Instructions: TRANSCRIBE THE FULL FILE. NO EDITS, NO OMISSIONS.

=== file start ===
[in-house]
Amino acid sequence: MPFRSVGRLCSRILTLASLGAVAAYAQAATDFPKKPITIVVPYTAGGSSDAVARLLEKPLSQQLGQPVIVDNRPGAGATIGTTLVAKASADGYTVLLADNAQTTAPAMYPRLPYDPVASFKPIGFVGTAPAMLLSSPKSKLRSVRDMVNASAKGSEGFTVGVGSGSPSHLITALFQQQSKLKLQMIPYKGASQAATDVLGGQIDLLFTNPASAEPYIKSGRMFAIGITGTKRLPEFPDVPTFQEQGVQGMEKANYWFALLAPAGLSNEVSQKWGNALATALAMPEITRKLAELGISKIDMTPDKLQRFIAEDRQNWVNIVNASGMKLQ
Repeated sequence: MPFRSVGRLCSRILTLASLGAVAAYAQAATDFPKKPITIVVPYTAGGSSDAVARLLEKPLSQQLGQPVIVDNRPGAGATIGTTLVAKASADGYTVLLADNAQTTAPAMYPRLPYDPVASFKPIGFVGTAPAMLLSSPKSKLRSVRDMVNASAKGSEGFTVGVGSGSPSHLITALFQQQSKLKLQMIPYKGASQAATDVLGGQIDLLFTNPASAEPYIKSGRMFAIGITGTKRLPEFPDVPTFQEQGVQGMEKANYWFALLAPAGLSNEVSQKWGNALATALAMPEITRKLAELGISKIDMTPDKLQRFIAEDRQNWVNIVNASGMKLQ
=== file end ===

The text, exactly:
[in-house]
Amino acid sequence: MPFRSVGRLCSRILTLASLGAVAAYAQAATDFPKKPITIVVPYTAGGSSDAVARLLEKPLSQQLGQPVIVDNRPGAGATIGTTLVAKASADGYTVLLADNAQTTAPAMYPRLPYDPVASFKPIGFVGTAPAMLLSSPKSKLRSVRDMVNASAKGSEGFTVGVGSGSPSHLITALFQQQSKLKLQMIPYKGASQAATDVLGGQIDLLFTNPASAEPYIKSGRMFAIGITGTKRLPEFPDVPTFQEQGVQGMEKANYWFALLAPAGLSNEVSQKWGNALATALAMPEITRKLAELGISKIDMTPDKLQRFIAEDRQNWVNIVNASGMKLQ
Repeated sequence: MPFRSVGRLCSRILTLASLGAVAAYAQAATDFPKKPITIVVPYTAGGSSDAVARLLEKPLSQQLGQPVIVDNRPGAGATIGTTLVAKASADGYTVLLADNAQTTAPAMYPRLPYDPVASFKPIGFVGTAPAMLLSSPKSKLRSVRDMVNASAKGSEGFTVGVGSGSPSHLITALFQQQSKLKLQMIPYKGASQAATDVLGGQIDLLFTNPASAEPYIKSGRMFAIGITGTKRLPEFPDVPTFQEQGVQGMEKANYWFALLAPAGLSNEVSQKWGNALATALAMPEITRKLAELGISKIDMTPDKLQRFIAEDRQNWVNIVNASGMKLQ